Borderline intellectual functioning

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Borderline intellectual functioning
Other namesBorderline mental retardation,[1] borderline mental subnormality,[1] borderline mental deficiency,[1] borderline mental disability, borderline intelligence,[1] deficientia intelligentiæ,[1] backwardness[1]

Borderline intellectual functioning, also called borderline mental retardation (in the ICD-8),[1] is a categorization of intelligence wherein a person has below average cognitive ability (generally an IQ of 70–85),[2] but the deficit is not as severe as intellectual disability (below 70). It is sometimes called below average IQ (BAIQ). This is technically a cognitive impairment; however, this group may not be sufficiently mentally disabled to be eligible for specialized services.[3]


The DSM-IV-TR code of borderline intellectual functioning is V62.89.[4] DSM-5 diagnosis codes are V62.89 and R41.83.[5]

Learning skills[edit]

During school years, individuals with borderline intellectual functioning are often "slow learners."[3] Although a large percentage of this group fails to complete high school and can often achieve only a low socioeconomic status, most adults in this group blend in with the rest of the population.[3]

Differential diagnosis[edit]

According to the DSM-5, differentiating borderline intellectual functioning and mild intellectual disability requires careful assessment of adaptive and intellectual functions and their variations, especially in the presence of co-morbid psychiatric disorders that may affect patient compliance with standardized test (for example, attention deficit hyperactivity disorder (ADHD) with severe impulsivity or schizophrenia).[5]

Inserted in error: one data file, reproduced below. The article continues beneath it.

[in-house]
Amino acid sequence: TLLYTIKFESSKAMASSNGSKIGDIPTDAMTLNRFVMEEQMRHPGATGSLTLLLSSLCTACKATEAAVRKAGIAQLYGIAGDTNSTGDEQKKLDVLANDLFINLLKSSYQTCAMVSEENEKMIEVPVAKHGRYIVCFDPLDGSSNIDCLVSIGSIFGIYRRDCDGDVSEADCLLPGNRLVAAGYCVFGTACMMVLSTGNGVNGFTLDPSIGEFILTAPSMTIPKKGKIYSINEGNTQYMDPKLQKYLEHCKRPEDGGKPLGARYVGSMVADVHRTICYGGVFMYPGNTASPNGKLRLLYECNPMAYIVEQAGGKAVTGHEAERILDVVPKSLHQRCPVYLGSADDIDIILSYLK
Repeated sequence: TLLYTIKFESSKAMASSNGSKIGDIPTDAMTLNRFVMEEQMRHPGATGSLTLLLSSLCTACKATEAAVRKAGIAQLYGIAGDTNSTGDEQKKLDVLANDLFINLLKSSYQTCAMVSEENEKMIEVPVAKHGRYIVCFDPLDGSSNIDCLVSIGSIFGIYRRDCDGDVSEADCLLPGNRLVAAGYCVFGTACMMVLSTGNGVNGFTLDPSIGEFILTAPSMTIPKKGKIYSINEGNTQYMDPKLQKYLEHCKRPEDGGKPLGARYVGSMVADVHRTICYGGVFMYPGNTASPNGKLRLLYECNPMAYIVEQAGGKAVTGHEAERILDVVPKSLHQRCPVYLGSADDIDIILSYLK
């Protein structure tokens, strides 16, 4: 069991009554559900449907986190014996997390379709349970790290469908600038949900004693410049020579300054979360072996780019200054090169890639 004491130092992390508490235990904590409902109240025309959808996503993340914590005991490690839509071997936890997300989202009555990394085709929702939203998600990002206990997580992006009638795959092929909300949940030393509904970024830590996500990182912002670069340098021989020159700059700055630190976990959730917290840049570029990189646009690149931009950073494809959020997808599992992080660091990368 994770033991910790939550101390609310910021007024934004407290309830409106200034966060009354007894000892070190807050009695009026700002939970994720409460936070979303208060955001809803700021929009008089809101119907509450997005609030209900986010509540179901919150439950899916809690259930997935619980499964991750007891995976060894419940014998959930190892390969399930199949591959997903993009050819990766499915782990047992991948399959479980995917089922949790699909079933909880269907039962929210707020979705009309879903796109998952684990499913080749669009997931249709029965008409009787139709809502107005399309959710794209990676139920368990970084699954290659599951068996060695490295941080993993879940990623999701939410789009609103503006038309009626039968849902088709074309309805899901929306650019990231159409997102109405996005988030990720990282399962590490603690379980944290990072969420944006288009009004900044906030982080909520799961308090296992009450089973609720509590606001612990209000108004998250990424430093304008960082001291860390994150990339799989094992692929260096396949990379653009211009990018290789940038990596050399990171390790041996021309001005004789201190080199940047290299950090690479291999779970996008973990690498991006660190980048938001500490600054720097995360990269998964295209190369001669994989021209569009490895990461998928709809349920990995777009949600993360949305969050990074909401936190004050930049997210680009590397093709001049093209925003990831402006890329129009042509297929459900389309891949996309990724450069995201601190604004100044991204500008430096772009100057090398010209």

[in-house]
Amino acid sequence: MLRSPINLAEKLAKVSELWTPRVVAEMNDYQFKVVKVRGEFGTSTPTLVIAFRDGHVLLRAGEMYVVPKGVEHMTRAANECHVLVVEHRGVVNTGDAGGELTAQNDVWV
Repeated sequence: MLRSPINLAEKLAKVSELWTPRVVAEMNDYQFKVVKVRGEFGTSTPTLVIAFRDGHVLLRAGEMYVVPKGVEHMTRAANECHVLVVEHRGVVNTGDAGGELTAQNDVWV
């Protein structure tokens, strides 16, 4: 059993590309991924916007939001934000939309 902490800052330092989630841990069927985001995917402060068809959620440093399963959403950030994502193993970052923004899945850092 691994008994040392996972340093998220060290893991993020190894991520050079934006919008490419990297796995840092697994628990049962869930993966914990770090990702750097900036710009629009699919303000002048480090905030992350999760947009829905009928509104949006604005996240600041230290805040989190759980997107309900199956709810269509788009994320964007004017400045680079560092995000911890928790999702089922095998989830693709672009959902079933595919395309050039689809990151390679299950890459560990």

See also[edit]


  1. ^ a b c d e f g Manual of the International Statistical Classification of Diseases, Injures, and Causes of Death (PDF). Vol. 1. Geneva: World Health Organization. 1967. p. 154.
  2. ^ TP Alloway (May 2010). "Working memory and executive function profiles of individuals with borderline intellectual functioning". 54 (5): 448–56. doi:10.1111/j.1365-2788.2010.01281.x. PMID 20537050. Cite journal requires |journal= (help)
  3. ^ a b c The Best Test Preparation for the Advanced Placement Examination in Psychology, Research & Education Association. (2003), p. 99
  4. ^ Diagnostic and statistical manual of mental disorders: DSM-IV. Washington, DC: American Psychiatric Association. 2000. ISBN 0-89042-025-4.
  5. ^ a b American Psychiatric Association (2013). "Other Conditions That May Be a Focus of Clinical Attention". Diagnostic and Statistical Manual of Mental Disorders, Fifth Edition (DSM-5). Arlington, VA: American Psychiatric Publishing. p. 727. doi:10.1176/appi.books.9780890425596. ISBN 978-0-89042-559-6.

Further reading[edit]

  • Gillberg, Christopher (1995). Clinical child neuropsychiatry. Cambridge: Cambridge University Press. pp. 47–48. ISBN 0-521-54335-5.
  • Harris, James C. (2006). Intellectual disability : understanding its development, causes, classification, evaluation, and treatment. New York: Oxford University Press. ISBN 0-19-517885-8.